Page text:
US/Iran nuclear talks still key to oil market outlook

investment insights

US/Iran nuclear talks still key to oil market outlook

Stéphane Monier - Chief Investment Officer<br/> Lombard Odier Private Bank

Stéphane Monier

Chief Investment Officer
Lombard Odier Private Bank

Key takeaways

  • The US and Iran are re-negotiating a 2015 nuclear deal; that may see Iranian oil return to the international market
  • Regional tensions have increased as Iran continues to enrich uranium. The country holds presidential elections on 18 June
  • Oil prices have hit two-year highs on returning demand and OPEC+ continues to increase supplies
  • Further sustained price gains look limited, given the spare capacity. We maintain our USD 60 to 70 per barrel expectation for Brent crude over 12 months.

The Biden administration took office this year with plans to reverse many of its predecessor’s policies. High on that list is returning the US to the 2015 accord limiting Iran’s nuclear work in return for easing economic sanctions. Any nuclear deal would see Iranian oil return to the international market, capping prices as global supply increases. However, in the short-term, neither side wants to move first.

Donald Trump took the US out of the nuclear accord with Iran in 2018, formally the Joint Comprehensive Plan of Action (JCPOA), arguing that he could force the country to abandon nuclear development through tougher sanctions. The former US president targeted Iranian banks’ ability to transact internationally and blacklisted the country’s central bank and national oil company.

The US has imposed sanctions on the Iranian economy intermittently since the Islamic revolution of 1979. The first sanctions targeting Iran’s nuclear programme date from 1995, in line with a United Nations resolution designed to prevent the country from building atomic weapons.

Sanctions outlawing trade and financial transactions increased consumer prices to Iranians, undermined the safety of the country’s civil airlines and cut the supply of medical equipment and treatments. One of the sanctions’ side effects was not foreseen in Washington. Restrictions on Iranians’ access to international currency has created a market for cryptocurrency mining that drained Iran’s electricity network and led to blackouts. In response, President Hassan Rouhani last month announced a national ban on crypto mining until 22 September 2021.

 

Non-compliance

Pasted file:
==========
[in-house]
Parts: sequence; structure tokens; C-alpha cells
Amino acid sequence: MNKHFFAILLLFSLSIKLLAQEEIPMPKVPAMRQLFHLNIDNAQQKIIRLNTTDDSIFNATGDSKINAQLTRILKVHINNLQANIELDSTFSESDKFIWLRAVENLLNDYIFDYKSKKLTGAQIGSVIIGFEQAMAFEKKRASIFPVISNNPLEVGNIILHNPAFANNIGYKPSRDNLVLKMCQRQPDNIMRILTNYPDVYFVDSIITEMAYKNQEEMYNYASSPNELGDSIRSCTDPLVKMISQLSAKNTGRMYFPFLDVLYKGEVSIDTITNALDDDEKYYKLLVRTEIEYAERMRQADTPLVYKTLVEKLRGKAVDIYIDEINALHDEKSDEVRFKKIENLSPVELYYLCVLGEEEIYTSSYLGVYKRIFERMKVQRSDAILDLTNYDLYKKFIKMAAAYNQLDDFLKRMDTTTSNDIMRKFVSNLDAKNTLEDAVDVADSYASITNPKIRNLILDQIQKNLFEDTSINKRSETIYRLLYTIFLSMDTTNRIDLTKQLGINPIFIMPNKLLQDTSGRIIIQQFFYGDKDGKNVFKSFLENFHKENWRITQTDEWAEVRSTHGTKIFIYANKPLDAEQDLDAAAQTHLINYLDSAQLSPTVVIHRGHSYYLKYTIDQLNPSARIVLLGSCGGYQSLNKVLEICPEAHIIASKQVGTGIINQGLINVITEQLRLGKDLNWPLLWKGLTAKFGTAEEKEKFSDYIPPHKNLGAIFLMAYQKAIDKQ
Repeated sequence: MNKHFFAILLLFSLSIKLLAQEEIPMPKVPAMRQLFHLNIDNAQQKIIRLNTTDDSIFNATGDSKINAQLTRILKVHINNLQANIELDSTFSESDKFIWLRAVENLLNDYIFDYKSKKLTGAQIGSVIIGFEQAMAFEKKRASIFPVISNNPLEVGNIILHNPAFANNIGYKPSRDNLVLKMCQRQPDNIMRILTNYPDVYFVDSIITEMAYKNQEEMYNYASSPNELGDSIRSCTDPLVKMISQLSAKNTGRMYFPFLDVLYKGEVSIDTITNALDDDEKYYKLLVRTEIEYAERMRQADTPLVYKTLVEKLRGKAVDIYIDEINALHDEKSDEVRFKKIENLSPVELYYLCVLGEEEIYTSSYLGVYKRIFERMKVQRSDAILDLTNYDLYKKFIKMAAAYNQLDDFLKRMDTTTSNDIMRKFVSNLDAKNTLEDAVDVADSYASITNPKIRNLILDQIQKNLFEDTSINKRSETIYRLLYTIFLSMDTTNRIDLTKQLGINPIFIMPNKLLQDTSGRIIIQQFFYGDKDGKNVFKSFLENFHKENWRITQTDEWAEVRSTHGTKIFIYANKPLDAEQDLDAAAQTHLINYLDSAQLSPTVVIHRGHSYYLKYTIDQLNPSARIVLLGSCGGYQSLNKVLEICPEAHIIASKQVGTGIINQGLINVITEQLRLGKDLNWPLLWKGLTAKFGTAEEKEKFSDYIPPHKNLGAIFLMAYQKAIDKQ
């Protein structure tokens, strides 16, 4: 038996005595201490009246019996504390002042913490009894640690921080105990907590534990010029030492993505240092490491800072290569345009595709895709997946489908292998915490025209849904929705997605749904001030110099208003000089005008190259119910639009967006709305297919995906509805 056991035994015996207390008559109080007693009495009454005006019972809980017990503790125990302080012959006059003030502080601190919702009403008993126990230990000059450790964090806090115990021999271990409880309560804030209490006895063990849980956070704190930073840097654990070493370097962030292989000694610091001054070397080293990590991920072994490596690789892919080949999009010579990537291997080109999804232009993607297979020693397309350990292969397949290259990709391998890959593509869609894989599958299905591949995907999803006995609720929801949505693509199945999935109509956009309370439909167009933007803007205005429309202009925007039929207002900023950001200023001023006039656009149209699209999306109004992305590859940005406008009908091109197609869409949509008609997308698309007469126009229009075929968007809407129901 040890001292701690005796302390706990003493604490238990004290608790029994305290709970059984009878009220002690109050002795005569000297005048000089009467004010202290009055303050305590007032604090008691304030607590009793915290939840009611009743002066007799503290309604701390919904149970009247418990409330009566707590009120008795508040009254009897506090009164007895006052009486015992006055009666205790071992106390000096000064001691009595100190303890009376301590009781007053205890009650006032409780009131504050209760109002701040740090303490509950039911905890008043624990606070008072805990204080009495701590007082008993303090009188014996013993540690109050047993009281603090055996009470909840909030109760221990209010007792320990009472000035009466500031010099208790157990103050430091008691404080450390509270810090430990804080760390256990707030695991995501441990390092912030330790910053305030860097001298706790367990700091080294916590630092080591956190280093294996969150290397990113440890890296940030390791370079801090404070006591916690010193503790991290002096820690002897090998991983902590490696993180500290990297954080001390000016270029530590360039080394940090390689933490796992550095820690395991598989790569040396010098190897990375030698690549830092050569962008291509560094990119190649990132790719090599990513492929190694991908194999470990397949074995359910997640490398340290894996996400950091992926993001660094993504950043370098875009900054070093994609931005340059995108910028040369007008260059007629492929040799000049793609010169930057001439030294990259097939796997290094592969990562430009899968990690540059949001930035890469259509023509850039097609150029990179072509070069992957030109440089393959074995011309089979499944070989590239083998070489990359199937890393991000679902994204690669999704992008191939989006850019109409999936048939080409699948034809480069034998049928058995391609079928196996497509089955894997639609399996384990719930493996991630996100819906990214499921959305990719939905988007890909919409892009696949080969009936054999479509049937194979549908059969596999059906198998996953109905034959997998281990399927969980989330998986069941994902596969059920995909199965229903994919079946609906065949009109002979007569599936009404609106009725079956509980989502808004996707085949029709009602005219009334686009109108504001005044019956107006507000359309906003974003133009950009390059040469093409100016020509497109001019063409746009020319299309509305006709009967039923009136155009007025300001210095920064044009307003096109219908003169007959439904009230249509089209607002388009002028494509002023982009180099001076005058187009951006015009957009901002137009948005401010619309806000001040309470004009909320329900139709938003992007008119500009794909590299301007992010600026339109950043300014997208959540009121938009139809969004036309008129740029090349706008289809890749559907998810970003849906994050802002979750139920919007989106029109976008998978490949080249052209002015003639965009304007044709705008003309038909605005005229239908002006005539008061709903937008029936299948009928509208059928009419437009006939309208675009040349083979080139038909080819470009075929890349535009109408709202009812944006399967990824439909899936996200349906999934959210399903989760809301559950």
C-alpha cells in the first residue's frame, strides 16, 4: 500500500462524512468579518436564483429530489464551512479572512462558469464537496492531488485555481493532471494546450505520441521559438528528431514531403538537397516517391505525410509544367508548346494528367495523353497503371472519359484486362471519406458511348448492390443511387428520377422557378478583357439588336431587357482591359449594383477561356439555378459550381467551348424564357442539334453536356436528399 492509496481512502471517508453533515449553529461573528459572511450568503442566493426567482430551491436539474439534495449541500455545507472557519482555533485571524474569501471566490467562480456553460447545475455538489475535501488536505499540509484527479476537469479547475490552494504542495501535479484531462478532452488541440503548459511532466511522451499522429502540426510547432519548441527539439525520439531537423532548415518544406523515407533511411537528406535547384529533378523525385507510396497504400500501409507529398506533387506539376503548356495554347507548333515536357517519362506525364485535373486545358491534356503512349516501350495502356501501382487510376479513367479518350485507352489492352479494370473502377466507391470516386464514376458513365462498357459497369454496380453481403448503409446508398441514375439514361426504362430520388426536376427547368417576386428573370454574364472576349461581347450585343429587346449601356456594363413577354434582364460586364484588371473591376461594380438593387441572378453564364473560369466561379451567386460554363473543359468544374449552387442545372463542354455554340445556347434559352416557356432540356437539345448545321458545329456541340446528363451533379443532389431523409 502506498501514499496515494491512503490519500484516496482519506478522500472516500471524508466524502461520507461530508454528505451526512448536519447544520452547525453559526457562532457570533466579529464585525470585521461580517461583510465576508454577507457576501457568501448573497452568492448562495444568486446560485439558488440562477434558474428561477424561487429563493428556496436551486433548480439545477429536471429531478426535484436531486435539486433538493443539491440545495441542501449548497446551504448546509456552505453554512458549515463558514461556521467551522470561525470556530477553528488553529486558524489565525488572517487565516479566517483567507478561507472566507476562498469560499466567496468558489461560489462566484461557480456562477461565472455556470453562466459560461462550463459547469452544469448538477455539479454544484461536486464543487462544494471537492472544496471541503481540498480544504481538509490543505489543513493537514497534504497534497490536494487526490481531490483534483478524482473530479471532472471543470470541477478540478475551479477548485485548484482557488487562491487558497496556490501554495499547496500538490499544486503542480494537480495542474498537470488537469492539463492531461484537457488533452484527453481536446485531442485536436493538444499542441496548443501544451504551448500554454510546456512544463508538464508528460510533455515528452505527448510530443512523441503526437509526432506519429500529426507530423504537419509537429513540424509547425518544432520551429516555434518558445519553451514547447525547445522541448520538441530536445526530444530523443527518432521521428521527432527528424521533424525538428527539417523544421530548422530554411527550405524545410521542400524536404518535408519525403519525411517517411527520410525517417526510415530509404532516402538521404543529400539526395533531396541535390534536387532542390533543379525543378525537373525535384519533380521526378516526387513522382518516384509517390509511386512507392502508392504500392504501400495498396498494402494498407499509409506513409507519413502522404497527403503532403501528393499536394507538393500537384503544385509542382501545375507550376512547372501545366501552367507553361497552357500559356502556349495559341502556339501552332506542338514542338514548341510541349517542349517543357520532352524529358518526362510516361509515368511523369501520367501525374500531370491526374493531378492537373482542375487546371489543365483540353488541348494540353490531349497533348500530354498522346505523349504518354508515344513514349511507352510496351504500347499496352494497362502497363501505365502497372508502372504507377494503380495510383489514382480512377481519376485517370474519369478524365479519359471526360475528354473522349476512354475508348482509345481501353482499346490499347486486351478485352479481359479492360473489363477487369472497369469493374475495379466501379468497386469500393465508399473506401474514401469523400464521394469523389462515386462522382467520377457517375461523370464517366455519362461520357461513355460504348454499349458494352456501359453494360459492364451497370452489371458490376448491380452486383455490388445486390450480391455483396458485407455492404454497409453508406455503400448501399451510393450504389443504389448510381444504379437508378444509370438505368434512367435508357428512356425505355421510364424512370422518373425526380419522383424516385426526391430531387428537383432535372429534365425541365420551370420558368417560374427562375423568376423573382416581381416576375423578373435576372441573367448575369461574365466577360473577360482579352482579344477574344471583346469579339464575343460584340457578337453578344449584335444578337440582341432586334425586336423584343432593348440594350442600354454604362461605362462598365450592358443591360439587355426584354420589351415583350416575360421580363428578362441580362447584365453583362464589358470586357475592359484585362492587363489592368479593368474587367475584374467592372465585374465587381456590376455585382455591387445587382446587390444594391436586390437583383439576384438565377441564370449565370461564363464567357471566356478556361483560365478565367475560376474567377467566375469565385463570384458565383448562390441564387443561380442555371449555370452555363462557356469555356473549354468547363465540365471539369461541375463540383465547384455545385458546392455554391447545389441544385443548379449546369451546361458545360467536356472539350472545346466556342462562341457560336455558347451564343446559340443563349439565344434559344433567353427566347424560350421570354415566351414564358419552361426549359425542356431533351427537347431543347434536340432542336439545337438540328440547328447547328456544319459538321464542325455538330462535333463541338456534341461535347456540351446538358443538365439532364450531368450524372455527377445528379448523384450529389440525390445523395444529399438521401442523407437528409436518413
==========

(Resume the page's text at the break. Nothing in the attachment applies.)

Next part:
On 23 February this year, Iranian authorities informed the body responsible for monitoring countries’ nuclear activities, the International Atomic Energy Agency (IAEA), that it would no longer comply with the JCPOA and began to restrict monitoring. Iran says its enrichment programme is for peaceful purposes.

On the eve of renewed negotiations last week in Vienna, the IAEA expressed concerns. A lack of clarity, access and answers “seriously affects the ability of the Agency to provide assurance of the peaceful nature of Iran’s nuclear program,” the IAEA wrote.

Since Donald Trump withdrew from the accord in May 2018, Iran’s uranium stockpile has more than doubled

Since February, Iran has produced uranium enriched to 60%, closer to the purity needed for nuclear weapons, according to an IAEA report. Uranium with a concentration of 3% or 4% of fissile isotope U-235 can be used to fuel nuclear power plants. Weapons grade uranium needs to be enriched to 90%. Since Donald Trump withdrew the US from the accord in May 2018, Iran’s stockpile of 5%-enriched uranium has more than doubled (see chart). 

The nuclear talks in Vienna ended on 2 June with a commitment by diplomats to return this week for a sixth and final round. The US and Iran both need to take “hard decisions” that may be domestically unpopular, according to the European Union’s chief negotiator, Enrique Mora. 

 

Accidents or sabotage

Talks come as tensions around the Iranian nuclear enrichment programme intensify. Iran has accused Israel of a series of efforts to sabotage its programme. That includes assassinations of experts working on the project, most recently of the leading Iranian nuclear scientist, Mohsen Fakhrizadeh, in November 2020. Since the US pledged to re-negotiate the nuclear accord with Iran, Israel and Iran have accused one another of a series of incidents. Most recently, on 2 June, the Iranian navy’s largest vessel by tonnage caught fire and sank in the Gulf of Oman, and the same day a fire erupted at a state-owned oil refinery outside Tehran.